Amazon must pay warehouse workers for time waiting for security screening – Amazon News

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Amazon must pay its Pennsylvania warehouse workers for the time they spend waiting for and undergoing security screenings, the state Supreme Court has ruled in a lawsuit led by workers at Amazon’s fulfillment center in Upper Macungie, near Allentown.

The decision Wednesday is part of a nationwide complex of class-action lawsuits on behalf of the online retail giant’s workers, who must undergo checks to prevent theft after clocking out at the end of their shifts. The lawsuit by employees of Amazon and its employment agency, Integrity Staffing Solutions, asserted that Amazon was required to pay workers for that time under state minimum wage laws.

Amazon has more than 25,000 full- and part-time employees in Pennsylvania, including about 2,000 workers at a fulfillment center in the Humboldt Industrial Park in Hazle Twp.

Attorney Peter Winebrake said the decision could clear the way for a trial to determine how much Amazon workers in Pennsylvania could be owed for time spent waiting in security checkpoint lines.

“I’m delighted with the opinion and looking forward after many years pressing this case to a conclusion,” Winebrake said.

“What the state Supreme Court said is, ‘No, all time is valuable, all time is compensable. You’re not allowed to not pay people for their time because it is insignificant or de minimus,’” he said

An Amazon spokesperson did not immediately respond to a request for comment.

Two Pennsylvania lawsuits were filed in 2013 against Amazon in Philadelphia and Luzerne County. The lead plaintiffs include Neal Heimbach of Lower Macungie Twp. They allege that Amazon’s security practices violate the Pennsylvania Minimum Wage Act by requiring the workers to carry out work-related duties on their breaks and after they have clocked out for the day.

According to the suit, employees must wait in long lines after clocking out and before leaving the warehouse for a security screening to ensure that they have not concealed merchandise in their clothing.

Each employee must pass through a metal detector. If an alarm sounds, the employee must wait in a second line for a security officer to search the employee with a metal-detecting wand, the suits say.

The Pennsylvania suits were moved to federal court and consolidated with cases from other states including Pennsylvania, Arizona, California, Kentucky and Nevada in U.S. District Court in Louisville, Kentucky.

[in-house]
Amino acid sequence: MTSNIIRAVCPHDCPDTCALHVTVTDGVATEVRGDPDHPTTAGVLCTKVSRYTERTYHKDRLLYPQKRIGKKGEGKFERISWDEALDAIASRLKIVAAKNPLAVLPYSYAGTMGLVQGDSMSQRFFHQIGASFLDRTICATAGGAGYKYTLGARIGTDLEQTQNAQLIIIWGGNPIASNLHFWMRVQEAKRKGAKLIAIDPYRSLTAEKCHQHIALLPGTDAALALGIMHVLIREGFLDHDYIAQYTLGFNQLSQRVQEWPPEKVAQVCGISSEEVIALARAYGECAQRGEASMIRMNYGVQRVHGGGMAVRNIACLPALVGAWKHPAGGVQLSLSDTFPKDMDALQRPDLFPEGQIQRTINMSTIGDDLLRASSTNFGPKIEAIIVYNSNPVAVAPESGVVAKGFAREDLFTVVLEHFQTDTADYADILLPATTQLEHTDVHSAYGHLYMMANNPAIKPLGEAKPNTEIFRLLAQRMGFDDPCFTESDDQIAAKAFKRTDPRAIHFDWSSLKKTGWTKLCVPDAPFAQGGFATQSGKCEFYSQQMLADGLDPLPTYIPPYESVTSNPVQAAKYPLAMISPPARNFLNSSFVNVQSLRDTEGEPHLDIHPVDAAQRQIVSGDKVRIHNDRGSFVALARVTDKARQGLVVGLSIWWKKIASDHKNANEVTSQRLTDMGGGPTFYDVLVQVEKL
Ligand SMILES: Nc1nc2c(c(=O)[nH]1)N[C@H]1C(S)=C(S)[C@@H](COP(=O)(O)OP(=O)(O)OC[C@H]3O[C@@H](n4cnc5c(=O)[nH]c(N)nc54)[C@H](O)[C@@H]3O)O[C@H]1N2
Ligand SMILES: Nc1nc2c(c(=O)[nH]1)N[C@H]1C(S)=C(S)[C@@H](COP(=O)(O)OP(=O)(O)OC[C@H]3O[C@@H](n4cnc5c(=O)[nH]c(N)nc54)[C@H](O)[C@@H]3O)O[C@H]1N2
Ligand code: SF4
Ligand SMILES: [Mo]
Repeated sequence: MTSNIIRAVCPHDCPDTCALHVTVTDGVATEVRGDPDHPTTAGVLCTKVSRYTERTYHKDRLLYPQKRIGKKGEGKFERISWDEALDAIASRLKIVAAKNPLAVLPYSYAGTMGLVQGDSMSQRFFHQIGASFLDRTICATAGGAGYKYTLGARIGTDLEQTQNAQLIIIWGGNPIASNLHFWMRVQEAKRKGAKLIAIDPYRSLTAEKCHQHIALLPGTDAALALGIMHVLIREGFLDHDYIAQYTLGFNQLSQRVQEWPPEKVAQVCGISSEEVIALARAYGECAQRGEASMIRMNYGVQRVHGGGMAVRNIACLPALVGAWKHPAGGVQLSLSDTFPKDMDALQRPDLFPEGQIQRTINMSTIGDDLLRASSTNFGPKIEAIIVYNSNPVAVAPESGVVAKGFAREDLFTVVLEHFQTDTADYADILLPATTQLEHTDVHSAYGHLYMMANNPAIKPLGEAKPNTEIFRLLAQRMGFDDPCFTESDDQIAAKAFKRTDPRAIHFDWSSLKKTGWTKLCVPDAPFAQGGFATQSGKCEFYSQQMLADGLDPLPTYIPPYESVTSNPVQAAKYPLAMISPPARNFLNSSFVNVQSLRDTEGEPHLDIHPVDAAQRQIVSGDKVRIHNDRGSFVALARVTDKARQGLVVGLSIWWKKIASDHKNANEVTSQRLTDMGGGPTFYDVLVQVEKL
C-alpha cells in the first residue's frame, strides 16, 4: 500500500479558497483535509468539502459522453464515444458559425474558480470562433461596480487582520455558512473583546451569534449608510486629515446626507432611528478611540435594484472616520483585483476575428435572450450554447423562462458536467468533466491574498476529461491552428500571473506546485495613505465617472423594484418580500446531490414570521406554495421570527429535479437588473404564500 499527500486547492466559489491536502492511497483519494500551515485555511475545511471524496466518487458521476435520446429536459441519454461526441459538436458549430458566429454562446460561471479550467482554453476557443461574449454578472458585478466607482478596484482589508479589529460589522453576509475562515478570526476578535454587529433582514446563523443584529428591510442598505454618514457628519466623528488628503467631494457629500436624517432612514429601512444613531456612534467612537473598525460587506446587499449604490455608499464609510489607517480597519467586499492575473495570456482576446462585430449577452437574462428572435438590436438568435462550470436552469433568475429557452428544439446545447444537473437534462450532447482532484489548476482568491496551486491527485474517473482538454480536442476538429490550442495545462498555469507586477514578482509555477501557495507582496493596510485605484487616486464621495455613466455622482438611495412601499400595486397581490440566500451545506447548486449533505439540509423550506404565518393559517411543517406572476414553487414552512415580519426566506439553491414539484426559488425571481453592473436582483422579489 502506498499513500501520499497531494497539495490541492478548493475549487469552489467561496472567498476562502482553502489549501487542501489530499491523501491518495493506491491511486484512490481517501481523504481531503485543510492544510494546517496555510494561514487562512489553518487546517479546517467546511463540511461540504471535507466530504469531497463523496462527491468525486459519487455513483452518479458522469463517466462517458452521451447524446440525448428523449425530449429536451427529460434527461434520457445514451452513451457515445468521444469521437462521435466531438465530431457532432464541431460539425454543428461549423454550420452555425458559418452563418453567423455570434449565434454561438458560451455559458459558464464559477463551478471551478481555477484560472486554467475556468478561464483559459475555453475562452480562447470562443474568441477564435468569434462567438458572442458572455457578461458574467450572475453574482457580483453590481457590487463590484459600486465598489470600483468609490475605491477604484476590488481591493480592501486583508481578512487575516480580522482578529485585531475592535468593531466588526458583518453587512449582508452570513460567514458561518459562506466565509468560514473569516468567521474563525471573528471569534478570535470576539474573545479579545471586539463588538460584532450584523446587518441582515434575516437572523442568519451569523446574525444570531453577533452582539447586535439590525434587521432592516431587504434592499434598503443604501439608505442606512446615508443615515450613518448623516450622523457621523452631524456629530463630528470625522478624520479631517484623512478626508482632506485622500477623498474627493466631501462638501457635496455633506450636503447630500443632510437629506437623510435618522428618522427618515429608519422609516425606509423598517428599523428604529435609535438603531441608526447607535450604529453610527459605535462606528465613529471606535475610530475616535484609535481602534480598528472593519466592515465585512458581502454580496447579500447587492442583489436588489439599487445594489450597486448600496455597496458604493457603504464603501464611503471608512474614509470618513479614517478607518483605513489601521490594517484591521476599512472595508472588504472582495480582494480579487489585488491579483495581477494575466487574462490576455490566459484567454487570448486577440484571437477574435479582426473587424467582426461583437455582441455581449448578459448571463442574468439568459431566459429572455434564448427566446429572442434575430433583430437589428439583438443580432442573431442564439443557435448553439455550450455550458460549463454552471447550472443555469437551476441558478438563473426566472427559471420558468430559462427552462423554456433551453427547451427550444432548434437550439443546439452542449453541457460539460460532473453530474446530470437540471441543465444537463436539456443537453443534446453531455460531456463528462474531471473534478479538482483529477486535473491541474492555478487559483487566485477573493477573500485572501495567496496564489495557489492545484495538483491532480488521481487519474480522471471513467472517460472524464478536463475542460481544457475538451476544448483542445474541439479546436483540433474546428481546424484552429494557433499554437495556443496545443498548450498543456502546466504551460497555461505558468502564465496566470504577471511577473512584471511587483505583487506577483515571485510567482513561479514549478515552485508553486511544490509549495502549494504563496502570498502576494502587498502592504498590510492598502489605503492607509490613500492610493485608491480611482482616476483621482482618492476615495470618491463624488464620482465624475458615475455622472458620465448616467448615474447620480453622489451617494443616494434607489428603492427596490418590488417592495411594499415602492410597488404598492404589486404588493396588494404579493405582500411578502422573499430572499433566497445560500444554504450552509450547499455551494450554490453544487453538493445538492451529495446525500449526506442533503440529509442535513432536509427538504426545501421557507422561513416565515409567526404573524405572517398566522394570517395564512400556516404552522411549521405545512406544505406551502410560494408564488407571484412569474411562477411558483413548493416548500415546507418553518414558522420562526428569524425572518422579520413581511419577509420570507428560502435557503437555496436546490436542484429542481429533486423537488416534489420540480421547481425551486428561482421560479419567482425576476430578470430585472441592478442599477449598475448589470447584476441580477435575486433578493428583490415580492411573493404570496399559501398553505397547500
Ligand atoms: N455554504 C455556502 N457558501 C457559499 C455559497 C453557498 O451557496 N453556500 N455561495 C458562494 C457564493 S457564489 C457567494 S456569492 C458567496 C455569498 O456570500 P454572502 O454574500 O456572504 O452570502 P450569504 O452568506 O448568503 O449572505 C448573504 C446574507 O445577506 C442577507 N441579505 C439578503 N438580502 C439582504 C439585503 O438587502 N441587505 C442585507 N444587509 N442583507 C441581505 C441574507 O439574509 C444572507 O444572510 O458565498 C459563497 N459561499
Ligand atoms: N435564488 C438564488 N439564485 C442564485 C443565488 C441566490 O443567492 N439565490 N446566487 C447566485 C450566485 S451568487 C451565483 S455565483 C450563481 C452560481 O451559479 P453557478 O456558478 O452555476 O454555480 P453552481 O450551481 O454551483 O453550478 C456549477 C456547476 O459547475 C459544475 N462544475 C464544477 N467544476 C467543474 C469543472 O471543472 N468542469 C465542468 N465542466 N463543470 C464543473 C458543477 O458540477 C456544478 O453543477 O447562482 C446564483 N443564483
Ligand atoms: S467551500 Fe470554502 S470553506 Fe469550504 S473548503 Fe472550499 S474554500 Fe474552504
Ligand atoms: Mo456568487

The U.S. Supreme Court ruled in 2014 that Amazon did not have to pay its workers for time spent on security screenings under the federal Portal to Portal Act, which says employers don’t have to pay for activities that happen before or after a worker begins or finishes their principal duties. Because of that decision, the district court dismissed the case and the Amazon workers appeal.

In the appeal, the U.S. 6th Circuit Court of Appeals asked the Pennsylvania Supreme Court to determine whether the state minimum wage law requires workers to be paid for time spend doing activities not directly related to their work and whether such time can be considered so insignificant employers do not need to pay for it.

The Pennsylvania Supreme Court found in its 5-2 decision Wednesday that the Pennsylvania Minimum Wage Act requires employers to pay workers for all time when they are required to be at the workplace and that includes the time Amazon workers are required to wait for security screening.

The state court also rejected Amazon’s argument that it should be excused from paying workers for security screening under an exception for periods of time that are too insignificant to require compensation. While the U.S. Supreme Court ruled in a 1946 case that a few seconds or minutes beyond an employee’s scheduled work hours can be disregarded under the federal fair wage law, the state Supreme Court found no indication the Pennsylvania Legislature intended such an exception in the Pennsylvania Minimum Wage Act.

“The PMWA plainly and unambiguously requires payment for “all hours worked,” … signifying the legislature’s intent that any portion of the hours worked by an employee does not constitute a mere trifle,” Justice Debra Todd wrote in her opinion for the majority.

Justices Sallie Updyke Mundy and Thomas Saylor filed dissenting opinions saying the court should not have heard the case.

Winebrake said the case will now return to the federal appeals court in Kentucky where he plans to ask for the Pennsylvania suits to be transferred to U.S. District Court for eastern Pennsylvania for a trial.

Because the cases were filed eight years ago, the parties will need to produce updated information on the number of Amazon employees included in the class action, Winebrake said. If the case heads to trial, the primary question will be how much time Amazon employees must be compensated for standing in security lines, he said.

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